P.S. While I do the best that I can, I offer no guarantees or apologies in re my own grammar and punctuation and, accordingly, I hereby offer my throat to the wolves.

[The Cat Wore Electric Goggles Cover]

About the Author
Ian Hutson was born in England and has lived in peculiar places as diverse as Hong Kong and The Outer Hebrides in Scotland. He stands in awe of folk who write heavy, complicated plots since all of his writing is intended, mostly, for giggles. His favorite hats are the “smoking” cap, the tweed cap and the pith helmet, but he only wears one at a time.

Ian was thrown out of the British Civil Service, thrown out of several multinational corporations, and now works as an Edwardian photographer by day and a scribbler by night. His latest anthology, The Cat Wore Electric Goggles, is due to be published in the spring.

You can find Ian at dieselelectricelephant.wordpress.com, on Facebook and on Twitter.

The Iron Writer Challenge

By B.Y. Rogers

[TIW Logo]The Iron Writer Challenge was created in February 2013 as a way to have fun while improving one’s writing skills. The concept is simple yet can be confounding. Every Thursday four authors are invited to compete in a writing challenge. Each author writes a five hundred word story utilizing four elements. The elements are not announced until the challenge begins. Their stories are due four days later. The following Thursday, the same day the next challenge is posted, the stories for the previous challenge are posted on the website and available for voting. Voting remains open for one week.

The winners of each challenge are invited to compete in a quarterly tournament; Summer Solstice, Autumn Equinox, Winter Solstice and the Spring Equinox. There are sixteen writers per tournaments, comprising the challenge winners and second place finishers to round out the field.

The sixteen writers are ranked and placed into four brackets. The challenge rules apply: five hundred words, four elements, four-day deadline.

The winners of the four brackets then compete in a final round, where one champion is declared.

Every May, the quarterly winners are invited to compete in an annual tournament where a champion is crowned.

Additionally, The Iron Writer offers two other non-competitive ‘challenges’. The Weekend Quickie is meant to be a practice challenge. Every Saturday a Weekend Quickie is posted, comprising of an image prompt, an object and an emotion. Submissions are posted in the comment section. The Iron Writer Rely is a collaborative effort, where a short story is written by several authors, with a single theme.

Other programs are in the works, particularly an Apprentice program for high school and college age writers.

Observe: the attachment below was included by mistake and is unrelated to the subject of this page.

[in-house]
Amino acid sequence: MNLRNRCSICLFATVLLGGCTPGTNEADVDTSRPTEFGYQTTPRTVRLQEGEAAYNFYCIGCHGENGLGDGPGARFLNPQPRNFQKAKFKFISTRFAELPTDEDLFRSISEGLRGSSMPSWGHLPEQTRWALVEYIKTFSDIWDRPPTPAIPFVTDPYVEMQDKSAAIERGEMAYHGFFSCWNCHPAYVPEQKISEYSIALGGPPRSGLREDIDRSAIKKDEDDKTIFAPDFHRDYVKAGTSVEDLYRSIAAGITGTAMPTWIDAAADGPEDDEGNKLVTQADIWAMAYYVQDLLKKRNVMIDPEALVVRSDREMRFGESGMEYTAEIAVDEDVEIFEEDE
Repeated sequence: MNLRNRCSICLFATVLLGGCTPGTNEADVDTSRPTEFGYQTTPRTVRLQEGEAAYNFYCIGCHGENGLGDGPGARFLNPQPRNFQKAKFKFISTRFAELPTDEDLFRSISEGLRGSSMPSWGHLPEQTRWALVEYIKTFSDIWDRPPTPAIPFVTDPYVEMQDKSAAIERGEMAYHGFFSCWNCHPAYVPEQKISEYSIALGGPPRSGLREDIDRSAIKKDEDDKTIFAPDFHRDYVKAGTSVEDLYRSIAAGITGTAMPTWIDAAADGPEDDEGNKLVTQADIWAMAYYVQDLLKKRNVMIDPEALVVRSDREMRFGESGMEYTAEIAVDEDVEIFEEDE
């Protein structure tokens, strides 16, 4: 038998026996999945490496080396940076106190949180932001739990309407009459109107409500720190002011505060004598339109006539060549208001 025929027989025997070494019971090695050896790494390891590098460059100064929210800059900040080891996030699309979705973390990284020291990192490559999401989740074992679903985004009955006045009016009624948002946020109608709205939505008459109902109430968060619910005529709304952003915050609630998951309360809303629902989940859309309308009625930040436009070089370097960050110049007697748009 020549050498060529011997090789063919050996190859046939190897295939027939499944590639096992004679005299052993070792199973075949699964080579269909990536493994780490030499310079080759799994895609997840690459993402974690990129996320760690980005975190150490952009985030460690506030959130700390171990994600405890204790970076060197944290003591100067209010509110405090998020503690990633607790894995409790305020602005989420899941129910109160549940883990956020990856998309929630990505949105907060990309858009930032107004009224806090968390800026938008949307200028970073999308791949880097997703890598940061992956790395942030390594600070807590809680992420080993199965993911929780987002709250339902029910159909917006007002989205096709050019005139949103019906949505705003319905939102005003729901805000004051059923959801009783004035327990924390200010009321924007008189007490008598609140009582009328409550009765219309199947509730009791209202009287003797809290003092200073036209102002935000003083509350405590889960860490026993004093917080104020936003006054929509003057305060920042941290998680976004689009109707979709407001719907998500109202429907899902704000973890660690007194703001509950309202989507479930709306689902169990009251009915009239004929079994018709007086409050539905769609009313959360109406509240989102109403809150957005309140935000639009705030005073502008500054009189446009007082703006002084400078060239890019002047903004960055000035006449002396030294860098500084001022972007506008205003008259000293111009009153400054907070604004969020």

The objective is this. When an author writes a scene for their novel, every word in every sentence, in every paragraph, in every scene, in every chapter is important. As Faulkner said, we must be willing to kill the little babies. When you have to write a five hundred word story, utilizing four elements, every word must be carefully chosen. Taking an Iron Writer challenge focuses on achieving and making concise writing a habit. Your writing will get better, but only if you are serious.

A Feedback area is available on the website. If a writer desires and craves feedback, take the challenge (weekly or the weekend quickie) and add it to the comments in that section. But expect harsh, honest, objective criticism.

The Iron Writer is not for the faint hearted. We take writing seriously.

You can find B.Y. Rogers on Twitter, and you can learn more about the Iron Writers Challenge on his website at theironwriter.com.

Coins in the Fountain

By Judith Works

[Judith Works]One evening after I finished the last of the Italian expat stories stacked up on my bedside table I said to myself: “No one has had my experiences. They all write about vineyards and old farmhouses. I lived in Rome.” So the next morning after I poured a second cup of coffee I sat down in front of my laptop. The screen was blank and so was my mind until I thought back to that first day in our Roman apartment when I could hear my husband screaming “Stop that!” I had rushed into an empty room to see him hanging out the window yelling at a group of nuns who were dumping garbage behind our apartment. Well… yes, it seemed that there was a story to tell. No rural idyll, but the story of life in Rome and a job working for the United Nations. A story with plenty of weird adventures (like falling in the subway and getting arrested by the carabinieri) and wonderful times eating, drinking and laughing with new friends. A story of traveling around Italy and even travel to some of the places the UN works to provide humanitarian assistance. A story of running away in middle age to join the circus (the Circus Maximus in Rome, that is).

As a lawyer I spent my career writing in dull passive legalese. To tell a story I had to change my thought process entirely – become a story-teller instead of an arguer trying to prove some arcane point. That was a challenge. Another challenge was to shape the story. My husband and I had two stays in Rome, the first for four years and the second for over six. Should I deal with one or throw them both in; did my husband mind having stories told about him; how should I depict some of our more exotic friends and acquaintances? Should I talk about the difficult times or only write about the best? Should I begin at the beginning or at the end and look backward?

It took well over a year to get the stories down and more time to get rid of the ones that were uninteresting. Then I had to overcome the trepidation attendant with showing the work to anyone. So I started with my husband. As he read along he would say, “No, that’s not the way it was – it happened like…” Discussion followed. Who was right? Each problem was settled until I showed it to my daughter who knows Rome well. She would say, “But you forgot…” More revisions!

Now it was time for a critique group. Every other Monday we went at it. “I don’t understand this?” “What do you mean by that?” Or, best, “Yes, that’s exactly the Rome I saw.”